I’ve had Byers Peak Wilderness on my list for some time now. I’d heard through the grapevine and through some of my own research that there were ptarmigan on the mountain. I intended to find out for myself whether that was the case.
The road from Denver was easy but winding in the darkness, with a 9.5 mile round trip hike ahead of me I wanted to make sure I left early. Dropping down into Winter Park, CO is always an adventure, but without the light of the sun it was even moreso. I begin to think that Colorado has something against the guardrail industry as I made my way down the other side of the mountain in a sort of low-gear controlled fall.
Driving through the Fraser Experimental Forest my truck flushed two grouse off the road driving in. The area looked birdy despite being hit with some beetle kill, there were mixed conifers and aspens as well as some sage flats interspersed. But the blues were safe for the day, I was still on my quixotic quest to get a ptarmigan. It started last season and ended in sore knees and birdless days. This season with dogs out of commission for various reasons I found myself wanting again, having seen my first wild ptarmigan from rock throwing distance I didn’t bag one.
I pulled into the trailhead and was the second truck there, a third pulling up just as I was getting my vest on and getting settled in. The two gentlemen that had pulled up were going light, bino harnesses, water, some layers, no firearms. I asked them if they were scouting for elk, but no, the older gentlemen had drawn a coveted mountain goat tag for the region, and they were going to hoof it to the top to glass that day in search of the beasts the color of winter.
The other truck had plucky hikers well ahead of me. I’d come to find out later they were gentlemen originally from St. Louis who wanted to get a hike in before the Cardinals game later in the day. They had gumption, at their rate of speed they set out by headlamp, but when you’re not hunting all the way up you can afford to do that. Passing grousey woods in search of ptarmigan rubs me the wrong way, even if I’d have to carry a grouse all the way up and then all the way back down.
At some point you have to make the decision, as I thought I’d learned before, whether you’re looking for birds or when you’re looking to summit a mountain. In this case as I crept closer to the apex of the hunk of rock I’d been standing on, it became clear that I’d have to stow my shotgun if I wanted to summit. The path the last 50 or so feet was either by scrambling hands and feet over some rock, or by squeezing by a narrow ledge into the unknown.
Two hikers and a dog passed me as I sat down and pondered my dilemma, choosing the narrow ledge. It was then that I thought that a sling on my shotgun would actually be an excellent idea. The spill I’d taken further down the mountain reminded my that my balance was not the best. I figured that I would rather look for birds today than summit.
I was close to the summit, but this was neither a 14er or likely to have some golden ptarmigan idol stashed amongst the rock, so I chose so instead sit and admire the view for a moment while I took in the thin air. A problem we realized on the hunt up Mt. Belford just a few short weeks ago was that you can climb to the top of a mountain, but do you have enough fight left in you to flush and fire upon a bird?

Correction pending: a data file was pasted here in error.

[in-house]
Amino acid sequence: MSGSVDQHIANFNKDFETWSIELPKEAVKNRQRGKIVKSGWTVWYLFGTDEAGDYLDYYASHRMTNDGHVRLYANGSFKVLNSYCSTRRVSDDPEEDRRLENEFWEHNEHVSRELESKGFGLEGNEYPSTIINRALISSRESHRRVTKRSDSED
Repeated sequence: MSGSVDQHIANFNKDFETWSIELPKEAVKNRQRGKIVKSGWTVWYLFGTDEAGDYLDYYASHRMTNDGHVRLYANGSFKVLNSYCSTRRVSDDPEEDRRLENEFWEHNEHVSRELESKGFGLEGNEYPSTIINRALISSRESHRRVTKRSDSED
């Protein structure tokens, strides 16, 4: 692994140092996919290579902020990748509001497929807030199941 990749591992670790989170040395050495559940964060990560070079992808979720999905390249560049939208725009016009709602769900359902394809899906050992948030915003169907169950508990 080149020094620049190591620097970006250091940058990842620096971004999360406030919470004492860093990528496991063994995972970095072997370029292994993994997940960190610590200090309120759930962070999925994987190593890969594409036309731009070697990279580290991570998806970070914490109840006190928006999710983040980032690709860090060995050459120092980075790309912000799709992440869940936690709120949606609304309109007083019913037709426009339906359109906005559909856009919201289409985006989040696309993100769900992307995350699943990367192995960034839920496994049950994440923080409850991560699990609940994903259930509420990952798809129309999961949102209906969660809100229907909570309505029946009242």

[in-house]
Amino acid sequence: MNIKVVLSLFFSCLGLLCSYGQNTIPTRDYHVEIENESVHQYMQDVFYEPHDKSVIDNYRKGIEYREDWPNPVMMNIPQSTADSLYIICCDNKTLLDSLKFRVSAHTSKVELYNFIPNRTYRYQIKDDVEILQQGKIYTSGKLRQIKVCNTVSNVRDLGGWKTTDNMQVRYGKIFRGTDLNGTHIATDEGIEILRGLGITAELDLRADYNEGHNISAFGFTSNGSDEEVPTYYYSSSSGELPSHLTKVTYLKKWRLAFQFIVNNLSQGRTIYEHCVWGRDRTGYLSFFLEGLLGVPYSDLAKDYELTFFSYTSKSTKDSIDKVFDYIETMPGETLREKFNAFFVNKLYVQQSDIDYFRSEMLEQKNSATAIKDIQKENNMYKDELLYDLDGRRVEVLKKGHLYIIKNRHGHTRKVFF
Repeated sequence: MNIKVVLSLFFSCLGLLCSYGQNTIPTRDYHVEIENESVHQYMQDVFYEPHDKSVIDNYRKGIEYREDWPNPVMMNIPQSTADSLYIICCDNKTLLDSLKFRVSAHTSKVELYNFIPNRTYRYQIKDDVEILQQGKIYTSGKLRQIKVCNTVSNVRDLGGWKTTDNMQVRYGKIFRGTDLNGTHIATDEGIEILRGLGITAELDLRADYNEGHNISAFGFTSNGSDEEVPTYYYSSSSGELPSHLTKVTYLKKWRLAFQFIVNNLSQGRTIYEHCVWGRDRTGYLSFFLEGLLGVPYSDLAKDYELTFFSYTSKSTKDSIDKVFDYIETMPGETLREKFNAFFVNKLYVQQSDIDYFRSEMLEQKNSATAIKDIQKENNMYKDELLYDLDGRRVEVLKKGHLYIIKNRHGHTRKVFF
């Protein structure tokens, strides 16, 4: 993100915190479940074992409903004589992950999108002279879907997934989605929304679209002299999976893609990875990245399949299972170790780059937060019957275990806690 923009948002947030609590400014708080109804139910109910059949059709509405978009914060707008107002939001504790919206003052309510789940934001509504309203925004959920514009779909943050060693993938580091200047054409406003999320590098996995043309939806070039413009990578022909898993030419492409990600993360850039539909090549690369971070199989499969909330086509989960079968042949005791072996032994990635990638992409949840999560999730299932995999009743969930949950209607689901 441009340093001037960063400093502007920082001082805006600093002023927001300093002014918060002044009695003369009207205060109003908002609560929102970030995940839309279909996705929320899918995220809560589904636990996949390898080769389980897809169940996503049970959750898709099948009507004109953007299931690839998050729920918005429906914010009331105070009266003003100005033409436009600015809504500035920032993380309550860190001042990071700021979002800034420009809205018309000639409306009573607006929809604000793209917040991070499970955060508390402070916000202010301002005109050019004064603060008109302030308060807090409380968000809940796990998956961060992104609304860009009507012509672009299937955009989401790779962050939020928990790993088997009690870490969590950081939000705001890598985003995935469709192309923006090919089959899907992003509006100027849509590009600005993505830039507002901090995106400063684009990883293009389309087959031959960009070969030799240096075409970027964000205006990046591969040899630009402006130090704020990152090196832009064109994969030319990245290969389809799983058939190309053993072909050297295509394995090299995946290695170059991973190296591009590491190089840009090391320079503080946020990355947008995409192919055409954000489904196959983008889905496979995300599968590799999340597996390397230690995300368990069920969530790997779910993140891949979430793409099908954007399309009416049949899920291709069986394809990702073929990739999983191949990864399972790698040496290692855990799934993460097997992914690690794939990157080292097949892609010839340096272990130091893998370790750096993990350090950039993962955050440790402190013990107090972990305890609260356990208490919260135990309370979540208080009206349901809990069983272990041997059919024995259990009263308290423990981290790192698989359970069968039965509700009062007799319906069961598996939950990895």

The wind kicked up and I nearly lost my hat over the side of the mountain, somewhere I’d likely not be able to scale up and down to retrieve it. The temperature dropped seemingly quite suddenly, and it looked like weather on the horizon. I figured dropping to tree line would be the best use of my time. I’d hunt back to the truck, and maybe get an oversize burrito in Winter Park.
But what of ptarmigan? Every place I’d been to this season has had ptarmigan sightings and every one of them I’d received tips from friends and internet acquaintances that there’d be birds. Part of it, at least I think, was the lack of my keenly nosed four-legged compatriots. They can smell when that grey mottled rock is not a rock, and point them out. My eyes alone may deceive me, especially when I’m hiking into the sunrise. There were no birds that day, my last ptarmigan hunt of the season but I did mark promising areas on the map just down from the summit area.
Hiking down I thought I might encounter some blue grouse or squirrels. Despite the early morning’s activities with squirrels barking and birds flitting about it was dead. All I had was my own thoughts in the woods with me as I trudged downhill towards the truck. About a mile and a half from the truck along the path I wondered if I’d jump a dusky grouse at all, and knowing I had 10 rounds on me I agonized whether to shoot a squirrel if I came across one.
The problem is that one squirrel does not make a meal unless it’s the size of a house cat. However, you can’t get into a “mess” of squirrels without killing your first one. Think of them a little like panfish towards a fish fry. You need one to get started, but only getting and keeping one feels like game waste.
This weighed on me as I walked, dogless, towards the truck. I hoped it hadn’t rolled off the side of the small cliff I’d parked it on. I started thinking there had to be a way to decide when to switch from birds to chicken of the trees. No longer carrying with me the box of shells I’d run into the woods with of my youth, I had to figure something out. Plus, it gave me something to ponder while I didn’t think of my aching knees from the 8 grueling miles I’d just put on them, seemingly straight up. One foot in front of the other, back to the truck.